Led by healthy growth in net interest income (NII), State Bank of India
(SBI) posted 122.7 per cent growth in net profit at Rs 2,815 crore for the quarter-ended March
31. In the same quarter (Q4) of 2015-16, it was Rs 1,264 crore.
NII rose 17.3 per cent to Rs 18,071 crore in Q4, from the corresponding quarter of FY16.
The stock closed 1.7 per cent higher at Rs 308 on the BSE on Friday.
Its net interest margin (domestic) declined to 3.11 per cent as of end-March, from 3.27 per cent at the end of FY16.
During the quarter, the main focus of the country’s largest lender was on automobile, individual and services loans. Those to engineering, infrastructure and textiles took a back seat. Loans to the automobile segment, nearly 3.5 per cent of the entire portfolio, increased sharply by 21.2 per cent. Home loans, 16.6 per cent of total disbursal, grew 16.8 per cent.
In comparison, the infrastructure segment’s telecom, roads and ports sectors showed a decline of 12.2, 15.6 and 9.1 per cent, respectively. Loans to the services sector showed the highest growth, of 37.7 per cent, to Rs 1,49,394 crore. In the near term, the SBI
is less likely to disburse loans in sectors which are stressed or with risk of more stress. Its focus areas are going to be the home and automobile segment in the retail (to individuals) portfolio and services.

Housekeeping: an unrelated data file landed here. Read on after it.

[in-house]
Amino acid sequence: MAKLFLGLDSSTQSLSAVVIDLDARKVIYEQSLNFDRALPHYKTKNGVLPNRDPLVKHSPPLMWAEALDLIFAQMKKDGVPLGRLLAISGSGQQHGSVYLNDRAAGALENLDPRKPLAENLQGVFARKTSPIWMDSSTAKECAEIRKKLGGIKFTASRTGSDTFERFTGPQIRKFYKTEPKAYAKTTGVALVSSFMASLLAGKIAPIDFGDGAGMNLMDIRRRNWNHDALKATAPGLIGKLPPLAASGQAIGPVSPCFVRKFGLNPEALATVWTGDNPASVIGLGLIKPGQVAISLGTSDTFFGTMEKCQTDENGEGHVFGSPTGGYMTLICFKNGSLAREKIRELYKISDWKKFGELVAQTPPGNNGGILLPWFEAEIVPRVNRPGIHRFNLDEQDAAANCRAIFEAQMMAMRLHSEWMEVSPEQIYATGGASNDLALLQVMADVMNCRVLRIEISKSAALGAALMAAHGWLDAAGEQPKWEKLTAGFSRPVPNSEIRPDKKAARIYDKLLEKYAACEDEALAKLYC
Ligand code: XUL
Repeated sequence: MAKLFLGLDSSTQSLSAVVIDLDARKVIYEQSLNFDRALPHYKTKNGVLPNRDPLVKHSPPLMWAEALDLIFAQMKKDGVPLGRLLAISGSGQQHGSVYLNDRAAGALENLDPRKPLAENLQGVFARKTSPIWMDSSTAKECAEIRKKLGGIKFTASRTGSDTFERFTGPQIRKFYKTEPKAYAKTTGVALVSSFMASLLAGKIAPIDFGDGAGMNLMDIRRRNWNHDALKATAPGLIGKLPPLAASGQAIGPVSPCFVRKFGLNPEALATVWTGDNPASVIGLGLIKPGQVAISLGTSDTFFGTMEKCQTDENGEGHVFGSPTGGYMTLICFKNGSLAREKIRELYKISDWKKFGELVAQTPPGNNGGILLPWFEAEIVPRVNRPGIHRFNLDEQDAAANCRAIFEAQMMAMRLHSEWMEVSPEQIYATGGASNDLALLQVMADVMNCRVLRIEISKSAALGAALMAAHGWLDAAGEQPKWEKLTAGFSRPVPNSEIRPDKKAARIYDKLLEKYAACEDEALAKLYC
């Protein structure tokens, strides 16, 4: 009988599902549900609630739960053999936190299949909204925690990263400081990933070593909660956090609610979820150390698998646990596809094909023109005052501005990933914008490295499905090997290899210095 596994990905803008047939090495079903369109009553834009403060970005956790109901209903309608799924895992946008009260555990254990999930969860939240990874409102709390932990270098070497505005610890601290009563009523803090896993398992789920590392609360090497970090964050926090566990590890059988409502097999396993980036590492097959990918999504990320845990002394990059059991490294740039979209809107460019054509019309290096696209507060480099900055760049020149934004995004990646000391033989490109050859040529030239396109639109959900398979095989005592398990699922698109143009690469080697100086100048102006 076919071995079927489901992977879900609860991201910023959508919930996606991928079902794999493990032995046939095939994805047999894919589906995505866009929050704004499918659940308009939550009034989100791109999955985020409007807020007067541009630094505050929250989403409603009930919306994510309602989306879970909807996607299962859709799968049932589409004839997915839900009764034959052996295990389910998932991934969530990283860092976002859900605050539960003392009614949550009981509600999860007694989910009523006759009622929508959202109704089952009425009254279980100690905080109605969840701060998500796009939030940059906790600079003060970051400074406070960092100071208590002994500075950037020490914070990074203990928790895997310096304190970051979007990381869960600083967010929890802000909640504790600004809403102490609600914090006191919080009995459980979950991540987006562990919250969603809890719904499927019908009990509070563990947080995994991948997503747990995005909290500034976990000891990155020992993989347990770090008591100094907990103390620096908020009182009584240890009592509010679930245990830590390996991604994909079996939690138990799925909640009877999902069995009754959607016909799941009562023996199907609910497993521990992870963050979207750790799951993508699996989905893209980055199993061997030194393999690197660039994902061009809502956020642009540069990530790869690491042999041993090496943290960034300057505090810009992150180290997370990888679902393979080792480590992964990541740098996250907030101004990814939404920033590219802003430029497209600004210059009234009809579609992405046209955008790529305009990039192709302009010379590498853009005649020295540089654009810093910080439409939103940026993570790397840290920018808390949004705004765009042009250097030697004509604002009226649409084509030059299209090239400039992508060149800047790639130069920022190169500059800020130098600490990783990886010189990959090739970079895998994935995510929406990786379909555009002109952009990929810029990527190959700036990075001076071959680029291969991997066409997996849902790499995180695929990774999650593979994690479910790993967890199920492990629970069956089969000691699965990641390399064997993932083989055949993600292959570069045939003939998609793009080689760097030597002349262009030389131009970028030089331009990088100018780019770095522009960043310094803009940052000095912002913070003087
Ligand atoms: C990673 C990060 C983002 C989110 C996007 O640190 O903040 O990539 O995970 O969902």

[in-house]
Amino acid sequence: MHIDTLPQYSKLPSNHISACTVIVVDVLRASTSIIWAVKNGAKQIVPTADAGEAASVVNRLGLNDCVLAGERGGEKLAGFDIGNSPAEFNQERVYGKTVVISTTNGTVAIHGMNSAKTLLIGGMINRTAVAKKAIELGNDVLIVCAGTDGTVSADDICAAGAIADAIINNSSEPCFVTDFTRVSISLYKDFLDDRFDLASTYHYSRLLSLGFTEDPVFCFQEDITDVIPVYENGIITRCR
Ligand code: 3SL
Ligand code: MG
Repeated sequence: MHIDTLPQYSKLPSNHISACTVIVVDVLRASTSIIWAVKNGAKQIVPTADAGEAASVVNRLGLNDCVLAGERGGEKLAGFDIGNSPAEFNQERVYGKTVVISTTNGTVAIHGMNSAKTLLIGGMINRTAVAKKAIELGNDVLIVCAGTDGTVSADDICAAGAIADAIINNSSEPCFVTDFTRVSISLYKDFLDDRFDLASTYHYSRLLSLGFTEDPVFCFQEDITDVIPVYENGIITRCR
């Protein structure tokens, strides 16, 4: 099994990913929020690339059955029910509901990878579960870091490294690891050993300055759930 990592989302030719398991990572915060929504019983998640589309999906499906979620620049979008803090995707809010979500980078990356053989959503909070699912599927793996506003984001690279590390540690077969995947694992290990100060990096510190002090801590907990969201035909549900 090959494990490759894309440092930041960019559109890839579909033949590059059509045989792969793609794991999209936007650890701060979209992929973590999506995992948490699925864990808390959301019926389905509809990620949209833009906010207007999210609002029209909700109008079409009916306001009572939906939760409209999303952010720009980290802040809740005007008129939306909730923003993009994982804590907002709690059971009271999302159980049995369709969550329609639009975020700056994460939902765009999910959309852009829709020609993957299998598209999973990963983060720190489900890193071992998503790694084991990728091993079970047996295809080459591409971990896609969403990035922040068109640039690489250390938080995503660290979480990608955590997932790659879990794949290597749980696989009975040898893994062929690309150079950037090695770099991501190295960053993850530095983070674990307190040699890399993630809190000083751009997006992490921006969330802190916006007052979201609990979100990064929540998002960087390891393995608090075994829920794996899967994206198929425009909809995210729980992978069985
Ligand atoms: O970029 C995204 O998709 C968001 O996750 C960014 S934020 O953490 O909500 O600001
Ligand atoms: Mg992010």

“If the sector is weak, we’ll opt for it after a long process of consideration. The telecom sector, amongst others, is currently under stress,” said Arundhati Bhattacharya, chairman.
The bank’s numbers for gross non-performing assets (NPAs) show some sign of stability for asset quality. The gross ratio declined from 7.2 per cent in end-December to 6.9 per cent in end-March.
It, however, had risen from 6.5 per cent in March
This ratio fell for the agricultural, retail and international segments but increased substantially in the mid to large corporate one.
Its provision coverage ratio improved to almost 66 per cent, from 60.7 per cent in the year-before period.
Bhattacharya said in the ongoing quarter they’d be taking a closer look at the books of associate banks
(recently merged into parent SBI) to understand the slippage into NPAs. This was Rs 28,419 crore in FY17; the watchlist on slippage totalled Rs 20,576 crore.
Its capital adequacy ratio was 13.11 per cent, with tier-I capital of 9.82 per cent at end-March. SBI
plans to raise equity capital up to Rs 15,000 crore. It would use different routes in the current financial year for this.